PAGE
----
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I first thought I was going to be writing the title of this post as My Rooster, Ella — RIP, but, alas!–he lives.  He’s nearly naked, but he lives.  As I write, he is sulking in a corner of the chook house, metaphorically licking his wounds.  I had been away for a couple days, and when I arrived home late last evening this is what greeted me at the front gate to the courtyard:


There were clumps of feathers strewn all around;  piles of them, a path of them.

My first thought was Which chook was it?  Even, How many?–there were that many feathers…  As I unburdened myself of the armload of stuff one always takes on a road trip but never needs, four black chooks ran up to greet me.  They were all aflutter, clucking and clacking, and I immediately noticed that all three hens were there,  as was Louie. (AKA Satchmo).  It was Ella, the Head Rooster, that was missing!  Well, I can tell you, I was shocked.  Also missing was Blossom, dearie, but I couldn’t see any white feathers, so I figured she was already in bed.

As I headed down to the chook house, following the trail of feathers and surrounded by a gabble of chattering chooks all eager to tell me what had happened, I was half looking, and half trying not to look for the carcass of my cheeky Ella.  To distract–and hopefully even settle–the other chooks I gave them some cheese.  That’s when I noticed Ella standing about thirty metres away, amidst the trees.  He looked fine, upright and alert, except that the back half of him looked ready for the roasting pan.  He was plucked to within an inch of his life–totally bare-naked from his shoulders. Not a single tail feather remained; only his head and wings remained recognizable as a black rooster.  When I started to go closer, he ran further into the bush, then stopped and watched the rest of the crowd eating his favorite thing in the world.  I’m sure he was embarrassed.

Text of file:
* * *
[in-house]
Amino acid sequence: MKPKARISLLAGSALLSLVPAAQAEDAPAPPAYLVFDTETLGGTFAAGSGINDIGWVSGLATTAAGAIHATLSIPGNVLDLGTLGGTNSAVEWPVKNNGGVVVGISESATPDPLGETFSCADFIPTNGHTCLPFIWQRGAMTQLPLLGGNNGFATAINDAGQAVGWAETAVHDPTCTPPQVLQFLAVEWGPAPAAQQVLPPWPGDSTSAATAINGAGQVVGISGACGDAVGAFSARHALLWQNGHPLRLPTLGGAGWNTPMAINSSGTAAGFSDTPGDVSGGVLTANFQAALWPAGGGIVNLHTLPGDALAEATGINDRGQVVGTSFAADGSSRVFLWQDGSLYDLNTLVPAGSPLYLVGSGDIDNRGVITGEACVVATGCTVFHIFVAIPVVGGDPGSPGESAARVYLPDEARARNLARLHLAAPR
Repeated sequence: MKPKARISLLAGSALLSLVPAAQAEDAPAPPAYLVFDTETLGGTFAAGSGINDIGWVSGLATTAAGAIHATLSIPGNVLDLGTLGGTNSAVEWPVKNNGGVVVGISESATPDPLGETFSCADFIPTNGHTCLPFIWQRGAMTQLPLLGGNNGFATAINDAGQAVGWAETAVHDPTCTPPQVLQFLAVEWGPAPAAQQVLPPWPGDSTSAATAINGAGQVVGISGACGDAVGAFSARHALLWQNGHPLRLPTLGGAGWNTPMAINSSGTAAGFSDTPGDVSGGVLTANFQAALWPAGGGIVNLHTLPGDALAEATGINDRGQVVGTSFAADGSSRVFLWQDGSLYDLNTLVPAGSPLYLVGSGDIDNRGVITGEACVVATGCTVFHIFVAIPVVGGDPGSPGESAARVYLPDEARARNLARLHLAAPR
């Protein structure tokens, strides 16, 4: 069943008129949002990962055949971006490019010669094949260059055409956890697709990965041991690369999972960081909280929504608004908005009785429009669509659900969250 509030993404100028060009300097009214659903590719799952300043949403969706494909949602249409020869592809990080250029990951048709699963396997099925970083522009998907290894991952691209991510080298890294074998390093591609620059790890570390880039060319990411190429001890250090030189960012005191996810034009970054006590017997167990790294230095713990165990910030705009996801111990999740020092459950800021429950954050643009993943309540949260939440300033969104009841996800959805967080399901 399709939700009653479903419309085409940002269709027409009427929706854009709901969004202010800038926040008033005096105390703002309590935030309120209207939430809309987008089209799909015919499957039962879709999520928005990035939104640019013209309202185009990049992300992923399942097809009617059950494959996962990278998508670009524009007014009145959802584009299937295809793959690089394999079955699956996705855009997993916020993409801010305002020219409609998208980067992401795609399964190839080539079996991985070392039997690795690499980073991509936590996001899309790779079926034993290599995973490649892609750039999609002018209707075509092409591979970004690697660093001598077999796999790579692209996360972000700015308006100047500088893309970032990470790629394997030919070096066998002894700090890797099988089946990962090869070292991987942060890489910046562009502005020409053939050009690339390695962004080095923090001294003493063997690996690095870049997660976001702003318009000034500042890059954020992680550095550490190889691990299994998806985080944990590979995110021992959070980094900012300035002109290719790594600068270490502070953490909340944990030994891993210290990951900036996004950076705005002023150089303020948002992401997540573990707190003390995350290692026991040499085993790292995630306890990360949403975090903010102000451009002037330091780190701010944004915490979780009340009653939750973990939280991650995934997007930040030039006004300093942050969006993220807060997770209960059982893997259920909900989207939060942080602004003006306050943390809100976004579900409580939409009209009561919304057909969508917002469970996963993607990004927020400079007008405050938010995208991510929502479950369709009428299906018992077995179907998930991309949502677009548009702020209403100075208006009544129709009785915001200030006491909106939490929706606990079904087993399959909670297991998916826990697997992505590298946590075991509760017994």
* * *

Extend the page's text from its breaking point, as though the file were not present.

I worried whether he would return to the chook house for the night, but this morning he was there.  Meanwhile Louie has embraced his new role as Head Rooster with gusto. Perhaps a bit too much gusto, in fact.  And far more crowing than is strictly necessary.  I’ll never know what really happened while I was away, but several questions prey on my mind:

  • Does any other creature than a bird or a human pluck a live chicken?  I think the answer is no.
  • Would a bird of prey hold down a live chook and systematically pluck it, and allow it to escape and run away?  Hard to imagine.
  • (Here’s where it gets really delicate.)  Would a rival rooster–possibly with the help of some excited hens–be able to challenge the Head Rooster for his position, pulling out his feathers but not killing him?    I don’t know.   But it’s a worry.

I’m just glad I don’t have pigs.              MM